These moths do not have specific names for their male and female species. Therefore, they are simply denoted as males and females.

What would you call a baby Achemon sphinx moth?

The young ones of this species are called larvae.

What do they eat?

As caterpillars, it feeds on plant leaves, especially the Virginia creeper and wild grape vitis leaves. An adult Achemon sphinx moth food or diet is sipping nectar from various flowers petunias, Japanese honeysuckle, and phlox from gardens or backyards.

Their predators include nocturnal insectivores such as bats, owls, lizards. They are also preyed on by frogs, chameleons, cats, rodents, bears, and many other amphibians, reptiles, and mammals.

Are they dangerous?

No, these moths are not dangerous and cause no harm to humans. The larvae are harmless as well.

Would they make a good pet?

We do not recommend keeping them as pets as they have a short life span and live only up to two or three weeks.

Did you know...

It is one of three main pollinators of the rare prairie fringed orchid flowers.

These moths are commonly called grape sphinx moths, as they are mostly found in grape vineyards.

The order, Lepidoptera, includes butterflies and skippers as well; moths outnumber butterflies by a 9-1 ratio.

If you wish to get rid of them, you will have to use an insecticide made specifically for killing moth larvae.

This moth does not migrate to a specific place as such, but they migrate underground so that they can metamorphose into adult sphinx moths.

How many eggs does a sphinx moth lay?

An adult female lays about 1,000 larvae to increase their survival chances.

Are tersa sphinx caterpillars poisonous?

No, tersa sphinx caterpillars are not poisonous, even a bite from them causes no harm to humans.

Here at Kidadl, we have carefully created lots of interesting family-friendly animal facts for everyone to discover! For more relatable content, check out these blue crab facts and elm seed bug facts pages.

You can even occupy yourself at home by coloring in one of our free printable Achemon sphinx moth coloring pages.

north america south dakota california colorado

Get directions
We Want Your Photos!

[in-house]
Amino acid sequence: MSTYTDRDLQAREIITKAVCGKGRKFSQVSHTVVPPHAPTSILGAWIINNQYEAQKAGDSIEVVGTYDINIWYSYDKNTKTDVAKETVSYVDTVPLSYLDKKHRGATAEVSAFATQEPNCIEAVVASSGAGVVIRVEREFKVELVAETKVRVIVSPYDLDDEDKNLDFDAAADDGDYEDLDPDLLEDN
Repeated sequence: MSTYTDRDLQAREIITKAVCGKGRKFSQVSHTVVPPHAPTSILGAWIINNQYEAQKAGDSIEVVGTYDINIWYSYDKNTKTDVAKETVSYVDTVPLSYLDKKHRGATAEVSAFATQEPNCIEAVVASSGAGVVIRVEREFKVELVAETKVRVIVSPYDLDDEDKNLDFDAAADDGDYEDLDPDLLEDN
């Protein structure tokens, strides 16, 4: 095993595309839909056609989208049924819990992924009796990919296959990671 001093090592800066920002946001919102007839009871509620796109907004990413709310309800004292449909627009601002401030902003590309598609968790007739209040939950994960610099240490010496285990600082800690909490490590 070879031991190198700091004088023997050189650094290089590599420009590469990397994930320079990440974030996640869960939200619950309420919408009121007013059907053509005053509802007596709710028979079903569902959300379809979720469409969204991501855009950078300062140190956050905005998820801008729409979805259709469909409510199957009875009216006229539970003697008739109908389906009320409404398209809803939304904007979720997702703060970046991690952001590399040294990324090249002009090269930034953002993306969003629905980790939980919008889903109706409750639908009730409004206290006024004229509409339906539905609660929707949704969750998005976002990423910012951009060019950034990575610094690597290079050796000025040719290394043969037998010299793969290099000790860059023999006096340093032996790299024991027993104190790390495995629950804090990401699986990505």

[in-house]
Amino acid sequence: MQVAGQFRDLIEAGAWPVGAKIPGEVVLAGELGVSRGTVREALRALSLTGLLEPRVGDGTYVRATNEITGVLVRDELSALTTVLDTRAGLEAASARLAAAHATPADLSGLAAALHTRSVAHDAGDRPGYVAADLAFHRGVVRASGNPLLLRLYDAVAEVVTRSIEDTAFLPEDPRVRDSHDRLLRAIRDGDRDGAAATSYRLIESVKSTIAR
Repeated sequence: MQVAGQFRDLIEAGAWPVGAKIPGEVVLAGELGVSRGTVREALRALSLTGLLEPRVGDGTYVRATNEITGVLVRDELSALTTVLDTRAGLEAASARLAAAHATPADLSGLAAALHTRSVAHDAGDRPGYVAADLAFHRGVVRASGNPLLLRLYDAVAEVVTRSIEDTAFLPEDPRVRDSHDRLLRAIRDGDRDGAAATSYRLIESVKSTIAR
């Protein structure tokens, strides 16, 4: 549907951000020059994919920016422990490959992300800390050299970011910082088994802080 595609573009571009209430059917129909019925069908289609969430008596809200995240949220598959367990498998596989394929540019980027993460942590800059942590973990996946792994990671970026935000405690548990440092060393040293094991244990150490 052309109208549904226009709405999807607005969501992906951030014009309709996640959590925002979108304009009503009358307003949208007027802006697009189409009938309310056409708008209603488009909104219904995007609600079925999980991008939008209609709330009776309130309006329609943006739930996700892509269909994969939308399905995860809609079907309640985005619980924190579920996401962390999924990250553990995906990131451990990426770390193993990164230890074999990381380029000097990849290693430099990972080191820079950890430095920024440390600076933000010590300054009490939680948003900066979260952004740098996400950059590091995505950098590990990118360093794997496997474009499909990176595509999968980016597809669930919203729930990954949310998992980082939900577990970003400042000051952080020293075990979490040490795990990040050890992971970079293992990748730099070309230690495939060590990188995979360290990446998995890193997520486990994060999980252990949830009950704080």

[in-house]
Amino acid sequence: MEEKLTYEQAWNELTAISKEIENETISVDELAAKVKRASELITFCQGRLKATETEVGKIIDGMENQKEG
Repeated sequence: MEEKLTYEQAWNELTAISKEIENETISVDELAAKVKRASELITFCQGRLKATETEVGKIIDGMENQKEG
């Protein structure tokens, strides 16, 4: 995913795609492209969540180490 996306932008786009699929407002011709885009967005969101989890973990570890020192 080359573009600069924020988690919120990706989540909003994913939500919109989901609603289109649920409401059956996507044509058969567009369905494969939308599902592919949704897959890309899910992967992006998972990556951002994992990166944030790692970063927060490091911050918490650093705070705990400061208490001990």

We Want Your Photos!

We Want Your Photos!

Do you have a photo you are happy to share that would improve this article?
Email your photos

More for You

See All

Written by Mellisa Nair

Bachelor of Arts specializing in Economics and English Literature

Mellisa Nair picture

Mellisa NairBachelor of Arts specializing in Economics and English Literature

Specializing in the creation of SEO-friendly content, Mellisa brings enthusiasm and expertise to our team. Her work in digital marketing and social media is complemented by her academic background in economics and English literature, as she holds a Bachelor's degree in these subjects from Wilson College Chowpatty, Mumbai. Mellisa's experience working with clients from various industries, including retail, education, and technology, reflects her ability to adapt her skills to different contexts and audiences.

Read full bio >
Fact-checked by Sonali Rawat

Bachelor of Arts specializing in English Literature, Masters of Art specializing in English and Communication Skills

Sonali Rawat picture

Sonali RawatBachelor of Arts specializing in English Literature, Masters of Art specializing in English and Communication Skills

Sonali has a Bachelor's degree in English literature from Guru Gobind Singh Indraprastha University and is currently pursuing a Master's in English and Communication from Christ University. With considerable experience in writing about lifestyle topics, including travel and health, she has a passion for Japanese culture, especially fashion, and anime, and has written on the subject before. Sonali has event managed a creative-writing festival and coordinated a student magazine at her university. Her favorite authors are Toni Morrison and Anita Desai.

Read full bio >